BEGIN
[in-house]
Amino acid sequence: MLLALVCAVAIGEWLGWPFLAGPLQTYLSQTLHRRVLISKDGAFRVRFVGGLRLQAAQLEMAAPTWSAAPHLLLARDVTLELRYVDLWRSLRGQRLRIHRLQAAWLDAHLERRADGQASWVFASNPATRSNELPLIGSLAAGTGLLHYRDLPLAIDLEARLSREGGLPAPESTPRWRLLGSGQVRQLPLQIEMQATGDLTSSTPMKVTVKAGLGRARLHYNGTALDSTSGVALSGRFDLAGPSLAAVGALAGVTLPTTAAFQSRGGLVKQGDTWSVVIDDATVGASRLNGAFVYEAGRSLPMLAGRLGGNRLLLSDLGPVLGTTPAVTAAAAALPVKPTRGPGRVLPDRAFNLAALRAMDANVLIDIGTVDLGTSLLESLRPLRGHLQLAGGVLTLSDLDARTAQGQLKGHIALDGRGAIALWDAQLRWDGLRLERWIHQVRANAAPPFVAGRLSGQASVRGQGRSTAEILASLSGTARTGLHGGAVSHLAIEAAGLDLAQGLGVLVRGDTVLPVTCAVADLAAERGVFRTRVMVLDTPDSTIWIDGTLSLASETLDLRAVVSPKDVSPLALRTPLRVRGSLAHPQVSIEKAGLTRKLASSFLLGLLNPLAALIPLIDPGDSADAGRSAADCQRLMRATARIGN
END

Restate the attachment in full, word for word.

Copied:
[in-house]
Amino acid sequence: MLLALVCAVAIGEWLGWPFLAGPLQTYLSQTLHRRVLISKDGAFRVRFVGGLRLQAAQLEMAAPTWSAAPHLLLARDVTLELRYVDLWRSLRGQRLRIHRLQAAWLDAHLERRADGQASWVFASNPATRSNELPLIGSLAAGTGLLHYRDLPLAIDLEARLSREGGLPAPESTPRWRLLGSGQVRQLPLQIEMQATGDLTSSTPMKVTVKAGLGRARLHYNGTALDSTSGVALSGRFDLAGPSLAAVGALAGVTLPTTAAFQSRGGLVKQGDTWSVVIDDATVGASRLNGAFVYEAGRSLPMLAGRLGGNRLLLSDLGPVLGTTPAVTAAAAALPVKPTRGPGRVLPDRAFNLAALRAMDANVLIDIGTVDLGTSLLESLRPLRGHLQLAGGVLTLSDLDARTAQGQLKGHIALDGRGAIALWDAQLRWDGLRLERWIHQVRANAAPPFVAGRLSGQASVRGQGRSTAEILASLSGTARTGLHGGAVSHLAIEAAGLDLAQGLGVLVRGDTVLPVTCAVADLAAERGVFRTRVMVLDTPDSTIWIDGTLSLASETLDLRAVVSPKDVSPLALRTPLRVRGSLAHPQVSIEKAGLTRKLASSFLLGLLNPLAALIPLIDPGDSADAGRSAADCQRLMRATARIGN